Lena Dunham says Girls was her 'attempt to understand' female friendship

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Lena Dunham says Girls was her trying to understand female friendship credit:Bang Showbiz
Lena Dunham says Girls was her trying to understand female friendship credit:Bang Showbiz

Lena Dunham says ‘Girls’ was her “attempt to understand” female friendship.

The 35-year-old showrunner and star of the HBO series - that also featured Allison Williams, Zosia Mamet, Jemima Kirke and Adam Driver - believes it was her trying to “master” how to be a better friend herself, and not be a universal expression of womanhood.

In an essay to mark the 10 year anniversary of its debut, Lena wrote in Vogue: “By the time I wrote Girls, I had 24 years of experience with feeling both connected to and separated from, well, girls. Many people saw the title of the show as a pronouncement that I was speaking for all the girls, that I fancied myself a microphone for half the population and, in the process, was grinding us down to one monolithic and unlikable soapstone. But this was actually my attempt to understand, perhaps even master, my relationships with girls, with women."

The ‘Camping’ creator also paid tribute to the show - which ran for six seasons between 2012 and 2017 - on Instagram, labelling it her “first grown up job”.

On a gallery of photos from her time on the series, Lena wrote: "There's no insta wrap-up that can describe the magic and mayhem of this journey, or room enough in a caption to celebrate the people I made the show with (though a big fat thank you to my @hbo family is the place to start,)"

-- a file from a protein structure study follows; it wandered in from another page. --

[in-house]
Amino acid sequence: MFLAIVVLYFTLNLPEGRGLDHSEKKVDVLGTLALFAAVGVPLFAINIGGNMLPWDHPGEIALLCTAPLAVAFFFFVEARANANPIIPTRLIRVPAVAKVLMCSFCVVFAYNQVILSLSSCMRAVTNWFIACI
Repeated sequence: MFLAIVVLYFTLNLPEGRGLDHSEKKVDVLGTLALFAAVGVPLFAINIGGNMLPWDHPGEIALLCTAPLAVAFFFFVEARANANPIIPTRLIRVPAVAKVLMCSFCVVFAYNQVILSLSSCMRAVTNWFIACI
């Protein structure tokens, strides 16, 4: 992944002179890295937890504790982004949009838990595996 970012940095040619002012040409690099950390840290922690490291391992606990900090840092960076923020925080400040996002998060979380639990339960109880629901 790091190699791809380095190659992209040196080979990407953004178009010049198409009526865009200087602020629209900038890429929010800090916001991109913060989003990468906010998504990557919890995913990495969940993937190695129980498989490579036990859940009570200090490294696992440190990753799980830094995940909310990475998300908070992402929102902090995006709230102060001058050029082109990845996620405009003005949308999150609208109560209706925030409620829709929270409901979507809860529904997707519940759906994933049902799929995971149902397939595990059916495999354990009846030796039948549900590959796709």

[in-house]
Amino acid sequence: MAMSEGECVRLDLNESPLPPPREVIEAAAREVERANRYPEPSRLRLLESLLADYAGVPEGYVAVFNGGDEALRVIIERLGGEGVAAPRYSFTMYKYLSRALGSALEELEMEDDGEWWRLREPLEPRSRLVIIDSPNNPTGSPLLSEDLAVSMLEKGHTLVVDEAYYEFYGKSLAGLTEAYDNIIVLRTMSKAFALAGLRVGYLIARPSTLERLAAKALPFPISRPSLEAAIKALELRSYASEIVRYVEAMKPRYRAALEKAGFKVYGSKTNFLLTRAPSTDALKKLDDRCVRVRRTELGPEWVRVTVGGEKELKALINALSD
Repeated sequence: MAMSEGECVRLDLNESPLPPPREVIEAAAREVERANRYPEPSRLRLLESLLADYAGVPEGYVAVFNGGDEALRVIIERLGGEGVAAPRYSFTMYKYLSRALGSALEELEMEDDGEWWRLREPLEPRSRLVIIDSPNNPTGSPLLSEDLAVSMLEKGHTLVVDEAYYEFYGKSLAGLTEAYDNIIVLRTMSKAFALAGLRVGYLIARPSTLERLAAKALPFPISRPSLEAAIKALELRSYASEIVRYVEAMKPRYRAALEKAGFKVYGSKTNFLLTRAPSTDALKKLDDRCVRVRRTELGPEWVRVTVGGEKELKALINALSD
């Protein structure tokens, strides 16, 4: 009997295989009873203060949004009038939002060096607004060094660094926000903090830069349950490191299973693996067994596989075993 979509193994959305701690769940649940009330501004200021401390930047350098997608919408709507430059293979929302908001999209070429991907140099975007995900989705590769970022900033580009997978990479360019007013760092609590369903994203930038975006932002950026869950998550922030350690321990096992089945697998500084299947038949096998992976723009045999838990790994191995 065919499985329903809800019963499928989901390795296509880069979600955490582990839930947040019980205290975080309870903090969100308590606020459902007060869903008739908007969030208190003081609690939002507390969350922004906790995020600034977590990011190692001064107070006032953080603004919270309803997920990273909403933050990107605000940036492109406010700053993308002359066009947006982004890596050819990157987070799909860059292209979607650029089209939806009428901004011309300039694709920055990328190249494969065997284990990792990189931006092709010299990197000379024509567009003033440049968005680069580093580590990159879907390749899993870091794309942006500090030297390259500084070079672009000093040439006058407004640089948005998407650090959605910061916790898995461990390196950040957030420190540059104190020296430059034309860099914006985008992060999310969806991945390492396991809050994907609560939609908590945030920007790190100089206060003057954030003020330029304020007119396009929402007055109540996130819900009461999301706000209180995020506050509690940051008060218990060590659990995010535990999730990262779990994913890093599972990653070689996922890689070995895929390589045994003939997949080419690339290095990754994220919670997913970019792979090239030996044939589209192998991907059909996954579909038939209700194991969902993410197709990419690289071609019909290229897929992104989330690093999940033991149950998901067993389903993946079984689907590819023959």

"The audience is better equipped than I am to argue the finer points of what we did and didn't do, so all I can say is: my life is too transformed to imagine a world without this having been my (admittedly singular) first grownup job."

"Because of Girls I am a working artist, which is all I ever wanted to be- and even on my worst days I don't take the chance to keep writing and making things for granted- and even as the nudity jokes keep on comin' (note to those young 'uns considering showing your breasts dozens of times on national TV, and your vagina once- it will follow you well into your thirties, once you've started wearing mostly art teacher sweaters and literally living the life of a librarian,)" she said. "To quote my mother on matters of destiny: 'it could have been no other way.'"

At the beginning of the year, she ruled it “not time yet” to bring the show back.

Lena said: "We all recognize it's not time yet. I want it to be at a moment when the characters' lives have really changed."

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